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US President Donald Trump has grounds to declare that Iran is violating the 2015 nuclear deal with the world powers, his top diplomat to the United Nations Nikki Haley has said.
The nuclear agreement-struck in July 2015 between the Obama administration, Iran, China, Russia, France, Germany and the United Kingdom-requires that Iran severely curb its nuclear activities in return for global sanctions relief.
Under US law, the State Department must notify Congress every 90 days of Iran's compliance with the nuclear deal. The next deadline is October.
"I'm not making the case for decertifying. What I am saying is, should he decide to decertify, he has grounds to stand on," Haley said yesterday.
"All I wanted to do was put out the facts, because it's very easy to just talk about compliance in the Joint Comprehensive Plan of Action (JCPOA), but there's so much more to the story that we need to be looking at, and there's so much more that the president has to be looking at," the top Indian-American diplomat said in response to a question at the American Enterprise Institute, a top American conservative think-tank.
She said she did not know what Trump plans to do next month when he is due to certify to Congress whether Tehran is complying with the agreement. But she appeared to lay the groundwork for Trump to declare that Iran is in violation of the deal.
Haley said the UN must consider the regime's repeated demonstrated hostility towards the United States.
"We must consider its history of deception about its nuclear programme. We must consider its ongoing development of ballistic missile technology. And we must consider the day when the terms of the JCPOA sunset," she said.
That's a day when Iran's military may very well already have the missile technology to send a nuclear warhead to the United States, a technology that North Korea only recently developed, she added.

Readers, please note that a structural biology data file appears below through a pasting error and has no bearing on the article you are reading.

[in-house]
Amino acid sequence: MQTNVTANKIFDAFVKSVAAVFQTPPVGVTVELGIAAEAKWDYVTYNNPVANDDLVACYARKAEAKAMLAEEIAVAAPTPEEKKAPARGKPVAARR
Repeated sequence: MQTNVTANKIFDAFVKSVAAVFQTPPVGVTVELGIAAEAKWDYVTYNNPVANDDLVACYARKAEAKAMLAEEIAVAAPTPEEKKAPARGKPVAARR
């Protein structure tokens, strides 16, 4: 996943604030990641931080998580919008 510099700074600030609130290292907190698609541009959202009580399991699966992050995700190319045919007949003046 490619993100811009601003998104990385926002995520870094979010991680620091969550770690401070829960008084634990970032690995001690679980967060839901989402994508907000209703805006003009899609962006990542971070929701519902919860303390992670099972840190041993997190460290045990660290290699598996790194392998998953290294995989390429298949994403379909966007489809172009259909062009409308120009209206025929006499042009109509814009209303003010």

"We must consider the whole jigsaw puzzle. And if the president does not certify Iranian compliance, the Corker- Cardin law also tells us what happens next," she said, adding that what happens next is significantly in Congress's hands.
This is critically important and almost completely overlooked. If the president chooses not to certify Iranian compliance, that does not mean the United States is withdrawing from the JCPOA. Withdrawal from the agreement is governed by the terms of the JCPOA. The Corker- Cardin law governs the relationship between the president and Congress, Haley said.
"If the president finds that he cannot certify Iranian compliance, it would signal one or more of the following messages to Congress: Either the administration believes Iran is in violation of the deal, or the lifting of sanctions against Iran is not appropriate and proportional to the regime's behaviour, or the lifting of sanctions is not in the US national security interest," Haley said.
Haley warned that if the international community continues to not look at the Iranian activity, and just say, "We'll deal with that later," they will be dealing with the next North Korea, because they are allowing them to go and develop advanced technology right there in front of them.